Burton also put out a call for contributors to
textacy. From meeting him this weekend,
I can say he’s a really nice guy, and
textacy has the makings of a great library,
so go contribute!
In addition to the NLP-centric talks, there were loads of data science-themed talks. Deep learning was a big theme. Slightly less mainstream machine learning techniques like reinforcement learning and probabilistic graphical models were also covered, albeit at a simpler level.
One non-NLP/ML talk I really enjoyed was Suby Raman’s
“Making sense of 100 years of NYC opera with Python” (slides), which was more dataviz-y
and gave good tips on scraping with
His initial blogpost about
his project got a lot of attention in music social media and even made it to
the Washington Post. It was fun to hear about the aftermath of his post.
Something he emphasised that resonated with me was the need for
domain experts to learn to root around data, since they know the really interesting
questions. Once they master the tools to answer these questions,
Pythons of a feather slither together…wait what?
On the first day of PyGotham, I ran into Ray Cha, who I had only met once before at Maptime Boston but quickly turned into a friend over the weekend. I told him I was thinking of doing an NLP BoF and he said he would totally participate. The risk of waiting alone and awkward in a room mitigated, I registered a time on the BoF spreadsheet (it was really hard to find a timeslot without talks an NLP person would be into) and tweeted out an announcement.
Just before the actual BoF I mentioned to Ray that I thought 6-10 was about the right size for a BoF and we had 8 participants, so that was juuuuuust right. Many of them were speakers from the talks I mentioned above.
Udi started our discussion off by sharing his implementation of a headline generator with RNNs in Keras. Not only were the results on Buzzfeed data super cool-looking, it reinforced that I should really take a good look at Keras.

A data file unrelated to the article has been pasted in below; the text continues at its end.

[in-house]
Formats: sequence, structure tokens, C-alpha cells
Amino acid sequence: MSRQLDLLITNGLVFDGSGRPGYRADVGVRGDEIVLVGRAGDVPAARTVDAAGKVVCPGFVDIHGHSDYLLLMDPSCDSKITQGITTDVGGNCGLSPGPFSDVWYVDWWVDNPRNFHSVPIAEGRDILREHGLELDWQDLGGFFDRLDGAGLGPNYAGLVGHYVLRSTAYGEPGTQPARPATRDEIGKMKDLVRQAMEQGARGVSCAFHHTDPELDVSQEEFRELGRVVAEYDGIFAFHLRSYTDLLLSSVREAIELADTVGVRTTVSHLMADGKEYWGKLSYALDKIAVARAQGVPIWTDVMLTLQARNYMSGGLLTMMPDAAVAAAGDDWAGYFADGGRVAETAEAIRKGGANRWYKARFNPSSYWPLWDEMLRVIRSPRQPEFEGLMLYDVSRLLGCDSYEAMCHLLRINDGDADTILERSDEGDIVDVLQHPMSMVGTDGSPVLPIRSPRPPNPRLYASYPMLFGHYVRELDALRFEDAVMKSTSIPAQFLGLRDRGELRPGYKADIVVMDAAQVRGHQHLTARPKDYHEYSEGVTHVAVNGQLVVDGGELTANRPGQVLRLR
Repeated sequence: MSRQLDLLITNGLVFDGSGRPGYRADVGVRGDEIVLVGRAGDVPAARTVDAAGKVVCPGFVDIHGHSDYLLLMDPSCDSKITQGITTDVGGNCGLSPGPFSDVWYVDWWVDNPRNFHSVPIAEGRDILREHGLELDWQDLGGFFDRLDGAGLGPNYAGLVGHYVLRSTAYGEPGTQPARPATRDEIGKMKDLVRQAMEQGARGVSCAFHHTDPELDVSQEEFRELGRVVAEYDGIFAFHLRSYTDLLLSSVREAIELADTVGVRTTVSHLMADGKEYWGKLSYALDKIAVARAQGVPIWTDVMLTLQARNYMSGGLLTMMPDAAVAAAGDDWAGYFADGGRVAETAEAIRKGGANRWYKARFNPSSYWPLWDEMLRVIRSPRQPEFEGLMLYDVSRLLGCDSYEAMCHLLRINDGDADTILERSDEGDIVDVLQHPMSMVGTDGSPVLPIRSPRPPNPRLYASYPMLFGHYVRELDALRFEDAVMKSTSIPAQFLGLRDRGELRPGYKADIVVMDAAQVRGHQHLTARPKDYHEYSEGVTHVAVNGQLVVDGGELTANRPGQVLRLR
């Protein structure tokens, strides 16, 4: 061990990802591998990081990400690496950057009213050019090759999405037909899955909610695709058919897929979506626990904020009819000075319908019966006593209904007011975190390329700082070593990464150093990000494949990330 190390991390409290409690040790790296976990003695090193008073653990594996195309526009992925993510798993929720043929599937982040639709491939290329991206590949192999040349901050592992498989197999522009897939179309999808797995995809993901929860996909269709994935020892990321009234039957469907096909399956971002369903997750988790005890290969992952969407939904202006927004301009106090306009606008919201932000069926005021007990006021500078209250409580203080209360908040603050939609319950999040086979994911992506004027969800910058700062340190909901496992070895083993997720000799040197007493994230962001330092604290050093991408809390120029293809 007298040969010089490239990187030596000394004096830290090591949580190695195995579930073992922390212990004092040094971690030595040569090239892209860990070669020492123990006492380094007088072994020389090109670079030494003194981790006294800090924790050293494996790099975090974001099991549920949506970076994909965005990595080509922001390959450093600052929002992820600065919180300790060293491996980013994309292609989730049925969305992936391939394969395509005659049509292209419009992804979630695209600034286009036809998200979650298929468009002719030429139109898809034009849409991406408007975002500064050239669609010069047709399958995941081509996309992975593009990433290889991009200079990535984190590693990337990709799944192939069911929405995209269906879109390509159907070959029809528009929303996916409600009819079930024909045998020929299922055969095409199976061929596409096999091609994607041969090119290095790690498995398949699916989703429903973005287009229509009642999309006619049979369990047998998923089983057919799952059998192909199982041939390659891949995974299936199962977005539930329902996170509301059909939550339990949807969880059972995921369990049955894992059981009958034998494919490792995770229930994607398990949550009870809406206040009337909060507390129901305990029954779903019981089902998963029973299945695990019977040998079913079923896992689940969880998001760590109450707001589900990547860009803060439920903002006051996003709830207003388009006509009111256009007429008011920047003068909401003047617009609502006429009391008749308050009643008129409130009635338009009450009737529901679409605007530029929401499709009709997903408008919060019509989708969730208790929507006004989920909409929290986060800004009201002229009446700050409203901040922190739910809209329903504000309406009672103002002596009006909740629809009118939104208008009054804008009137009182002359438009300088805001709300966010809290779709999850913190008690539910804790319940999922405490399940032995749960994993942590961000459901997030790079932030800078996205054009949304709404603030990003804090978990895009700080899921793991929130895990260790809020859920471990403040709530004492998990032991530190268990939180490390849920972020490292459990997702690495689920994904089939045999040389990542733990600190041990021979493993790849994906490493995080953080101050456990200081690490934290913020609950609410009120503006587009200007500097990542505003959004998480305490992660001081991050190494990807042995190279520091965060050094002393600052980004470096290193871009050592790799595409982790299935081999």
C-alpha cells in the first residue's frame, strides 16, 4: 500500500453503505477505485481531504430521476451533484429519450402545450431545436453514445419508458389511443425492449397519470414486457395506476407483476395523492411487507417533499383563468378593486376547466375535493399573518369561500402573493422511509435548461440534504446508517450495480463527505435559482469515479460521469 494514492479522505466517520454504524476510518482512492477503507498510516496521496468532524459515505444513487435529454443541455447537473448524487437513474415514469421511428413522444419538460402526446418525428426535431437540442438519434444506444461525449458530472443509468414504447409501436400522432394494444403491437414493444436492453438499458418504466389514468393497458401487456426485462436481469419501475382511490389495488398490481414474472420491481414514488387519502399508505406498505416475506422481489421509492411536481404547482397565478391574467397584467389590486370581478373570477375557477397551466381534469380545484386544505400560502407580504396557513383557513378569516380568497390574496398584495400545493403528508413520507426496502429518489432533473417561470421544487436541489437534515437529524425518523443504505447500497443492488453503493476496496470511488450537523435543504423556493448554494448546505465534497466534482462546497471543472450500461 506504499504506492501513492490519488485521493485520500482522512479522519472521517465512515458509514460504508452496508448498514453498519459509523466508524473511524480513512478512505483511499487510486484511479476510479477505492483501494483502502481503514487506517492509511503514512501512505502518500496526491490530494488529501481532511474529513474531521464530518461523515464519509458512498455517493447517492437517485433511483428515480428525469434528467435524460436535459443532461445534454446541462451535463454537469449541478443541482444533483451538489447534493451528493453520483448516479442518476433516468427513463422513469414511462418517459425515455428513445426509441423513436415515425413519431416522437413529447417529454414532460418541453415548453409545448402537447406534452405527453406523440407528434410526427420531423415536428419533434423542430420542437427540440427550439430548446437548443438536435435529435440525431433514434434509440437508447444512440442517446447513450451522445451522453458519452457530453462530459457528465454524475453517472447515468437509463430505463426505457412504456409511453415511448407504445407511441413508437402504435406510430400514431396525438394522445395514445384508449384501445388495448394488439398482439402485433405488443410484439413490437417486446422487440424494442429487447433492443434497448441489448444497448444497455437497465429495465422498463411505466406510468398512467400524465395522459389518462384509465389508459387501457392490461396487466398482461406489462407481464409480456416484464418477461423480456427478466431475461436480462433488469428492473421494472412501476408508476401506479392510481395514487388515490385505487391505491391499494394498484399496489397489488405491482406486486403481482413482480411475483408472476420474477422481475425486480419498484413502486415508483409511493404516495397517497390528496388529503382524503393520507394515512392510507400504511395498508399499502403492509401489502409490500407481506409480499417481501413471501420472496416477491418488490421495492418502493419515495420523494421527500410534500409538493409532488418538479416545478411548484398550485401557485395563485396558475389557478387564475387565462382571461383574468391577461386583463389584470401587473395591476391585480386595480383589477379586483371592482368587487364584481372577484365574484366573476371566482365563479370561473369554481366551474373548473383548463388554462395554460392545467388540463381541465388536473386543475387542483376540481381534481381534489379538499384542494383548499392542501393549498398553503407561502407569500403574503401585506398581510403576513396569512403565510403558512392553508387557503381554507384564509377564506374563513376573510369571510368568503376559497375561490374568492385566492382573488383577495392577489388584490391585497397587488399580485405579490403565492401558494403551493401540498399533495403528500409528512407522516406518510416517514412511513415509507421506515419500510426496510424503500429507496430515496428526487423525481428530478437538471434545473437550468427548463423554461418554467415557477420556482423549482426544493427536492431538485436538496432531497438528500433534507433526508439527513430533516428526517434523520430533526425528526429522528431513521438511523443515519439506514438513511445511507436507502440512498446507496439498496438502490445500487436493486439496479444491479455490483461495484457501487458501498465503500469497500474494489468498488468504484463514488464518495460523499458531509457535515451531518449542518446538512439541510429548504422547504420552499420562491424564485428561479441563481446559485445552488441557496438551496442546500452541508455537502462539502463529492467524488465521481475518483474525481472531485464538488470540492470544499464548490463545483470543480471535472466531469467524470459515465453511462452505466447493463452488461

Matt took us through his novel-dating project once more and the whole group brainstormed other features to add to his machine learning model, sharing their own experiences. For example, Max has been doing some really neat authorship attribution stuff with blogs and Twitter and shared his findings from that.
It turns out that Steven worked on non-concatenative morphological segmentation with Tagalog infixes, which is similar to my dissertation work on segmenting Arabic morphology! Small world!
Burton and I discussed how to train a quote extractor from prose.
currently includes one but relies on the quotes being more or less correctly
formatted, but my data is kind of messy. We were talking about
using his extractor as a baseline and getting people to annotate while reading,
then training a CRF on the resultant corpus.
Adam Palay also suggested some resources we could look
at that might already have annotated corpora.
There was also general discussion of how to handle multilingual data, data ethics, and how to get started as a beginner.
As someone who’s generally shy about approaching strangers in the hallway, I’ve found that giving talks is a great way to get people to come talk to me instead. Of course, if you’re shy about public speaking, that can be just as bad…so running a BoF was the happy medium for me. I got to meet some great people and share ideas, which is basically the point of going to a conference.
So thanks to the BoF participants, to PyGotham organizers, and to Ray for making my weekend!